‘On the night of the interview I went to the synagogue for an outdoor prayer service, led by Rabbi Eva Sax-Bolder, to honor the victims of the massacre in Orlando, Florida. The Methodist Church provided the candles. Some of my Temple friends asked me who the people were who attended the service. I think it was most of the Methodist Church on the Island!
‘Some of the people who attended the service were gay. They got special hugs that night from many of us. We all prayed for love and respect for every human being and for an end to violence.'
Our common humanity ‘In 2012, I attended an interfaith mission conference. The priests who addressed us said, “Go to other religions to pray. Do not think of theology and who is right or wrong, but pray to God together and seek what unites you and go from there.”
‘This is what I am trying to do. I feel vastly enriched in my own faith and have a deeper understanding of where other people are coming from.’
‘Called to pray and to celebrate the liturgy among peoples of different national and religious traditions and beliefs, we shall search with them for the seeds of the Word which lie hidden in their cultures, and thus we shall be mutually enriched’ (MMM Constitutions).
Credit for photos in Temple Beth-El and at the memorial service: Bob Berent. Memorial service photos also appeared in The Island Current, July/August 2016.
Celebrating 40 years: Saint Justin Society
This year marks the fortieth anniversary of one of MMM's long-standing supporters, Saint Justin Society in Saint Vincent’s Parish, in Crookes, Sheffield, UK. Founded in 1976, fund-raising for various projects is one way in which the parish ‘looks beyond its own confines to the world outside’.
Members raise awareness and money throughout the year and most of the help is for developing countries. The society specifies that the money be used where the need is greatest, which allows our Sisters to be flexible about allocating donations and to utilize them to maximum effect.
Sister Teresa Hogan, now based in Drogheda, has vivid recollections of the support given by the Saint Justin Society to our projects in and near the Turkana Desert. She wrote about some of them.
‘I first came to know of Saint Justin's Society in 1985 when I arrived in Lokitaung, Northern Turkana, Kenya. Sister Rosetta Furlong was already working in that mission, a semi-desert area where people survived on their goats and camels. Every day we saw so many hungry and malnourished people, especially children and older women. It was truly an answer to prayer when, through the generosity of Saint Justin's, we were able to buy food: maize, beans, cooking oil and powdered milk.
'Life is harsh in that arid area but when people had food they were so happy, and of course there was less sickness, too. Saint Justin's continued to support us in Lokitaung until 1988, when a decision had to be made that MMM withdraw due to our diminishing numbers.
‘Once on our way home to Ireland for leave, Rosetta and I decided to visit Ms. Imelda Brown in Sheffield (Upperthorpe). She was then secretary of the society. It was lovely to meet Imelda and to personally convey our gratitude to all our co-workers for the generous support we received.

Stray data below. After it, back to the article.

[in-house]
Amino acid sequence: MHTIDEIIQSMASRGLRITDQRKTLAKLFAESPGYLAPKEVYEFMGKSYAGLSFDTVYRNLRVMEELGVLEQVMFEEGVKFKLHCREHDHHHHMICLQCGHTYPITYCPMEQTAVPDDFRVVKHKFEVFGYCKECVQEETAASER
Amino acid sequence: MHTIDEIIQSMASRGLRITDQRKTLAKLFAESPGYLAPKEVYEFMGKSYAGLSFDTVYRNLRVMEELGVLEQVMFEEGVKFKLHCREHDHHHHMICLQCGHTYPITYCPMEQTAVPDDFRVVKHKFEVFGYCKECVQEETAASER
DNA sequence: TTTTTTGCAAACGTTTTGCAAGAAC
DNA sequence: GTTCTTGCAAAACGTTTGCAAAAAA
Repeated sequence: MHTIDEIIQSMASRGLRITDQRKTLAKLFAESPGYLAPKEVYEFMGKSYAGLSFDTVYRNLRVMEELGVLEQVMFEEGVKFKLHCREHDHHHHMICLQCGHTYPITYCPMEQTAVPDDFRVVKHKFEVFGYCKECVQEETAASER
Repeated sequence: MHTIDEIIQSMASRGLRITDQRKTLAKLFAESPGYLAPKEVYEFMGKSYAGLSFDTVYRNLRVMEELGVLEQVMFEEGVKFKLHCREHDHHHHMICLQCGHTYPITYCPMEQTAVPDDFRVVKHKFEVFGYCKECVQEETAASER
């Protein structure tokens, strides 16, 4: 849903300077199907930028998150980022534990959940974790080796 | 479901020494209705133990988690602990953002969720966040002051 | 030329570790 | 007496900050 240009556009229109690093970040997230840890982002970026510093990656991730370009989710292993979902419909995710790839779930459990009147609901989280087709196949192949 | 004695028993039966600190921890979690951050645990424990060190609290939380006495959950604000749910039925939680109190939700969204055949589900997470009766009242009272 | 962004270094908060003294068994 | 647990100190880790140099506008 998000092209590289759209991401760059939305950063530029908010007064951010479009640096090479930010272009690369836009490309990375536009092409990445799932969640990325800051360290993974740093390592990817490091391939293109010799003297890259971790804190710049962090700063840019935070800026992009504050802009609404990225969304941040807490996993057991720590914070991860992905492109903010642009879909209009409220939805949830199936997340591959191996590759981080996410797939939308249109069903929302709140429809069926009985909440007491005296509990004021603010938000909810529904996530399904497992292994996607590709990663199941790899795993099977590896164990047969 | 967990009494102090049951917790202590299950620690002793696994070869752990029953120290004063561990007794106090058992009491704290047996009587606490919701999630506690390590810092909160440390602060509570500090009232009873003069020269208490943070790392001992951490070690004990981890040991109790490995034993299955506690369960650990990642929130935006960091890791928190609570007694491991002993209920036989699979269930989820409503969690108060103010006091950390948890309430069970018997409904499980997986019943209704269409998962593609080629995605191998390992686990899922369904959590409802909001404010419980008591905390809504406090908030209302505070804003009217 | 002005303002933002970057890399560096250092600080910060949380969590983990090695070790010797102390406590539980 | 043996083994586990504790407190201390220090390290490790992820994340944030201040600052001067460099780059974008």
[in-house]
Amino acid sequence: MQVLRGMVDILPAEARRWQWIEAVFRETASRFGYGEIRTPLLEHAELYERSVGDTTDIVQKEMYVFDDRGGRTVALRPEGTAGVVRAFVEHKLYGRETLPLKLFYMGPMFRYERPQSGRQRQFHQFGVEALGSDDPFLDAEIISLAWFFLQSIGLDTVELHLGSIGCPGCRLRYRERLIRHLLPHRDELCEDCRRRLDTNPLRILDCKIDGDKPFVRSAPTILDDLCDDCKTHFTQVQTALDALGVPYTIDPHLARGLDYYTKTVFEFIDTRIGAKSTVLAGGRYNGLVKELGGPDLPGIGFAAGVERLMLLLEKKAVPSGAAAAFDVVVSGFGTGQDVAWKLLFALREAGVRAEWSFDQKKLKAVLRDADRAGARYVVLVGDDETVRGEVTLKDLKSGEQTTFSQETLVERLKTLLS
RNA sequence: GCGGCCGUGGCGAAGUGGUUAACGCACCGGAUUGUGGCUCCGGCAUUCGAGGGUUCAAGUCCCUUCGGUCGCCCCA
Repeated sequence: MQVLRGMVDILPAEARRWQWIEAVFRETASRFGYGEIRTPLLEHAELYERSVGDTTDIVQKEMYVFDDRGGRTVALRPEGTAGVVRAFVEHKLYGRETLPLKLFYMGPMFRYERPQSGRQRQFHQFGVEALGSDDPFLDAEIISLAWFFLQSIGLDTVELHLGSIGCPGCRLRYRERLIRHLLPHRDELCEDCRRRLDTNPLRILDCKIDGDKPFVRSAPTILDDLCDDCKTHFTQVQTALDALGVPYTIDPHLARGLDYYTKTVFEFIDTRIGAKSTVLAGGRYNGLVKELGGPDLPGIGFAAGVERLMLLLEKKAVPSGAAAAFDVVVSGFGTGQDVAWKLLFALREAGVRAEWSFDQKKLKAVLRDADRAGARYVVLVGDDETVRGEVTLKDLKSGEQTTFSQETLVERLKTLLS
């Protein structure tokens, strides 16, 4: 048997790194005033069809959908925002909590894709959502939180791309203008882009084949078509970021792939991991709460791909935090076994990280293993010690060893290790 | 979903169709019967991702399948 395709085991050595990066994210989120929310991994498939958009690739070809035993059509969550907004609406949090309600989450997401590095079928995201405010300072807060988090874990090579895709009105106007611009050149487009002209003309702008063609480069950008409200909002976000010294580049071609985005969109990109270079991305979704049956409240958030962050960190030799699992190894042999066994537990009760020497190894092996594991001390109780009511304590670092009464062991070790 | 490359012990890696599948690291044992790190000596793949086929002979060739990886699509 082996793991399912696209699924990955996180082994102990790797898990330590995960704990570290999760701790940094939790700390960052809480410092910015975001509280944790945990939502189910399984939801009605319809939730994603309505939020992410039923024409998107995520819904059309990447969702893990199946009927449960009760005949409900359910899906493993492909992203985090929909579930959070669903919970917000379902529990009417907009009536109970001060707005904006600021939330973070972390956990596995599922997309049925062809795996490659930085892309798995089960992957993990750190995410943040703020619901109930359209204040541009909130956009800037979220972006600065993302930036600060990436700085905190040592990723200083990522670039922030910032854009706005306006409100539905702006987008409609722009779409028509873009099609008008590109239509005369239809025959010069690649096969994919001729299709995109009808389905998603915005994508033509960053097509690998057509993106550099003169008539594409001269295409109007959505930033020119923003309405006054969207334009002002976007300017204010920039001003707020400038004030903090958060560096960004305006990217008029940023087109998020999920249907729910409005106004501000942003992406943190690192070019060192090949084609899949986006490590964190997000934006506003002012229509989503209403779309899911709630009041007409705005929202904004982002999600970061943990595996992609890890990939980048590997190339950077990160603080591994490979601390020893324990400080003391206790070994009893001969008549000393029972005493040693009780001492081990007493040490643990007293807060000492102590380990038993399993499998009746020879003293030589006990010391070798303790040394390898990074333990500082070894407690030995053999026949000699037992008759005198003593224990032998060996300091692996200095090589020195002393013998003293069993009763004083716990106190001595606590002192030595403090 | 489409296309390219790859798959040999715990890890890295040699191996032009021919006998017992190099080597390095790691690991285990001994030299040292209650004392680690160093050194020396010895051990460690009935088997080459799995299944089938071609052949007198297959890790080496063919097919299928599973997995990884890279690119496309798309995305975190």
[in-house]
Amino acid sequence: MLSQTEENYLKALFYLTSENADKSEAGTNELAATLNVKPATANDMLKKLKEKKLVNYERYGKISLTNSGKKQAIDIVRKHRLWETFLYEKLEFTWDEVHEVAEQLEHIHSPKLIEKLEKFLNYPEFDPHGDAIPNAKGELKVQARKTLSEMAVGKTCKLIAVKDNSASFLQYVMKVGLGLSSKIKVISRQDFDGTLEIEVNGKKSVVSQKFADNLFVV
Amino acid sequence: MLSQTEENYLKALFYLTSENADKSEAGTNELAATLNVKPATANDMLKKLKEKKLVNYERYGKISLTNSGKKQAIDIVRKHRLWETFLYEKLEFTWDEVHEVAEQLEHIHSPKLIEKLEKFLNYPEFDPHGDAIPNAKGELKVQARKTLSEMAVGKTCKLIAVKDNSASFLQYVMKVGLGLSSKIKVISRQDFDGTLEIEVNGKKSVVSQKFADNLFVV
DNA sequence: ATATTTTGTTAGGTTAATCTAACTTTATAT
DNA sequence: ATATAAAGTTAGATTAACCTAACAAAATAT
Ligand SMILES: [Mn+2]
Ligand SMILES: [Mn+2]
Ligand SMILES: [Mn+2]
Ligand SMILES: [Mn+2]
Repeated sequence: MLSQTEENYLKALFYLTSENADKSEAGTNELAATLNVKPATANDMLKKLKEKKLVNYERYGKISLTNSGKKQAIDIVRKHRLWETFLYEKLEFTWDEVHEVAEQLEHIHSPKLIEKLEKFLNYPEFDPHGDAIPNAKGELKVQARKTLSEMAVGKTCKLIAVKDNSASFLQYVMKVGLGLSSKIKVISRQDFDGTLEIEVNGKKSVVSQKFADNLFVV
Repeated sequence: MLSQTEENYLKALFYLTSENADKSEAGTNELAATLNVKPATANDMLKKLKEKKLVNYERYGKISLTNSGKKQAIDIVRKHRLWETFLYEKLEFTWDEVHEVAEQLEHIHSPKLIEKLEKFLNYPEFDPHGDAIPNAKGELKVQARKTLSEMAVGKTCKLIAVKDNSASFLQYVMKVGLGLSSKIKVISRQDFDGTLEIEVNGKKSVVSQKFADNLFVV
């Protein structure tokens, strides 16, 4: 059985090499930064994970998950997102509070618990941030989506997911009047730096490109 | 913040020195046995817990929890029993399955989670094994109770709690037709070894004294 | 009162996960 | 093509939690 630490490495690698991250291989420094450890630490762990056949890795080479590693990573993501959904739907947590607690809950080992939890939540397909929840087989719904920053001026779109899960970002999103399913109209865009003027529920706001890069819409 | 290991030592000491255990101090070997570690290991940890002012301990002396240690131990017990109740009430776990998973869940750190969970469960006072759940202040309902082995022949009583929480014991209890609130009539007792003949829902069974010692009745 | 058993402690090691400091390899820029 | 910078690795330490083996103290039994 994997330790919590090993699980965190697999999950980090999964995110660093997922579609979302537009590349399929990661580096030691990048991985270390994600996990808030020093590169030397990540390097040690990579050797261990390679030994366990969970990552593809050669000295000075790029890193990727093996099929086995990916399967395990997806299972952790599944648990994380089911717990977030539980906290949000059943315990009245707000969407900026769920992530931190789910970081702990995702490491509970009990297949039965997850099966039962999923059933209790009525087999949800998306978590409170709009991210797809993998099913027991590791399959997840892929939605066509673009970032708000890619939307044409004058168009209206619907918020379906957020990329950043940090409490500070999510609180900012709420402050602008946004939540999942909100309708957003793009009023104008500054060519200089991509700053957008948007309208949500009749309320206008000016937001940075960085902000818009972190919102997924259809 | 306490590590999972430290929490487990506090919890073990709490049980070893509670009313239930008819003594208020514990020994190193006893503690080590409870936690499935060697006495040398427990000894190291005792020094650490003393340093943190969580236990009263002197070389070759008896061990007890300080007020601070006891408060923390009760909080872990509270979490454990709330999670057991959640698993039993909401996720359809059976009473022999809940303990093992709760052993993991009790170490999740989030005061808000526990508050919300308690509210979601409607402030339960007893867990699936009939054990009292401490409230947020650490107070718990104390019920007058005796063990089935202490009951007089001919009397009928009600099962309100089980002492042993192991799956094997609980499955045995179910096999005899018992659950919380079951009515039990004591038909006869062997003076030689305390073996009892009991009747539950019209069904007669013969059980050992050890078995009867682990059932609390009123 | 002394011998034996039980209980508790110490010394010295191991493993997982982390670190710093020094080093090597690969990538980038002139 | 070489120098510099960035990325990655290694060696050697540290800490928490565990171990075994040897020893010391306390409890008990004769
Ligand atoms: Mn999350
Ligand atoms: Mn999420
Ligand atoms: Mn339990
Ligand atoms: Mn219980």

‘My next assignment was to Kitale, where I worked in the Kitale AIDS Programme (KAP), which Saint Justin's generously supported from 1992 to 2008. We were able to help many people to start income generating activities and to assist thousands of orphaned children to get an education. While there I corresponded with Ms. Theresa Finnigan, who succeeded Imelda. Theresa's letters described many innovative ways for fund-raising.
‘One of the first donations we received in Kitale from Saint Justin's enabled a young woman, Lucy, to study to become a social worker. Lucy was not an orphan but the family were poor and she was a bright and serious student. After she qualified we employed her for KAP. Lucy stayed with us until the programme ended. She was very committed to her work and had a great heart for the poor. She was also very shrewd and was often able to advise us not-so-wise foreigners in making decisions.
‘While the members of Saint Justin’s enjoy their fund-raising activities, there is a lot of hard work involved. I can assure them it is very worthwhile. Many children they supported to attend school are now self-reliant young adults. They are women and men of integrity who are helping to build up their country.’
Mukuru and Eldoret
In recent years, funding from the group has supported our missions in Mukuru and Eldoret, also in Kenya. Mukuru Health Centre is located in Mukuru kwa Njenga, an informal settlement in Nairobi. It provides basic health care in a slum area with well over 600,000 people. Many people live there because it is near the industries.
There is severe overcrowding, with a population density of 50,000 per square mile. Housing is poor with little ventilation; six people may live in a room of twelve square metres for sleeping, cooking, hygiene, and dining. There are no roads, proper garbage collection, or solid waste disposal facilities. Fires break out easily in the slum because of the materials used to construct the simple homes. The area often floods because of poor drainage.
The health centre began in response to a request to provide vaccination services. Mothers had to walk long distances so their children could be protected from life-threatening diseases. Sisters Breege Breslin and Phil Sheerin (MMM Congregational Leader at the time) visited two sites and saw that Mukuru was much the poorer. Sister Andrea Kelly, who worked with Nairobi Hospice, later began home visiting and palliative care in the area.
Because of the generosity of donors like Saint Justin Society, services now include: basic diagnosis and treatment; maternal and child health; nutrition education and support for malnourished children; cervical cancer screening; care for people living with HIV/AIDS (voluntary counselling and testing; prevention of mother-to-child transmission of HIV), social services; TB management; home-based care; assistance for children living with disabilities; and a school health programme.
Saint Justin Society has also assisted Saint Mary’s Medical Centre in Eldoret. We mainly provide health services for ten settlements in Kapsoya and Chepkoilel. These emerged in 1993 following tribal clashes and include slums with many squatters and petty traders. Basic services are provided at the dispensary, while a comprehensive HIV/AIDS programme includes support for orphans, vulnerable children, and caregivers.